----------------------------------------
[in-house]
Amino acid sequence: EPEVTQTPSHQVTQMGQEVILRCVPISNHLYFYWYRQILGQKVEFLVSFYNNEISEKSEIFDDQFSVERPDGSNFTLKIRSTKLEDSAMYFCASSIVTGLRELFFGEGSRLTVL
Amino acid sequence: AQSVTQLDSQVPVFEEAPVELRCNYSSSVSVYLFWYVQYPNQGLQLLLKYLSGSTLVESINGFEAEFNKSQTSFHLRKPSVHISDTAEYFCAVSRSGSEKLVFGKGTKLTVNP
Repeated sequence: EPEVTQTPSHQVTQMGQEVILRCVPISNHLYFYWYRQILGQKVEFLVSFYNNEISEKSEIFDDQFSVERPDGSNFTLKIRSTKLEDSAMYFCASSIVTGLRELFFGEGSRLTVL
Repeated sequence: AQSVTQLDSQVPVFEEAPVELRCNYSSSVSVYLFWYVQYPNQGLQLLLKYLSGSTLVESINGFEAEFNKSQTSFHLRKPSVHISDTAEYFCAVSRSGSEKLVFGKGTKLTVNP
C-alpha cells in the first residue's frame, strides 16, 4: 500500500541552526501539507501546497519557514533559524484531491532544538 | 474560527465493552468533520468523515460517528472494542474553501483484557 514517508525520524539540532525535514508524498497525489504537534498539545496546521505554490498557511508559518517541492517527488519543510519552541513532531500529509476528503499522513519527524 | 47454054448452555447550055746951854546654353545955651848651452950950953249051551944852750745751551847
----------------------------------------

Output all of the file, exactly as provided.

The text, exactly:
[in-house]
Amino acid sequence: EPEVTQTPSHQVTQMGQEVILRCVPISNHLYFYWYRQILGQKVEFLVSFYNNEISEKSEIFDDQFSVERPDGSNFTLKIRSTKLEDSAMYFCASSIVTGLRELFFGEGSRLTVL
Amino acid sequence: AQSVTQLDSQVPVFEEAPVELRCNYSSSVSVYLFWYVQYPNQGLQLLLKYLSGSTLVESINGFEAEFNKSQTSFHLRKPSVHISDTAEYFCAVSRSGSEKLVFGKGTKLTVNP
Repeated sequence: EPEVTQTPSHQVTQMGQEVILRCVPISNHLYFYWYRQILGQKVEFLVSFYNNEISEKSEIFDDQFSVERPDGSNFTLKIRSTKLEDSAMYFCASSIVTGLRELFFGEGSRLTVL
Repeated sequence: AQSVTQLDSQVPVFEEAPVELRCNYSSSVSVYLFWYVQYPNQGLQLLLKYLSGSTLVESINGFEAEFNKSQTSFHLRKPSVHISDTAEYFCAVSRSGSEKLVFGKGTKLTVNP
C-alpha cells in the first residue's frame, strides 16, 4: 500500500541552526501539507501546497519557514533559524484531491532544538 | 474560527465493552468533520468523515460517528472494542474553501483484557 514517508525520524539540532525535514508524498497525489504537534498539545496546521505554490498557511508559518517541492517527488519543510519552541513532531500529509476528503499522513519527524 | 47454054448452555447550055746951854546654353545955651848651452950950953249051551944852750745751551847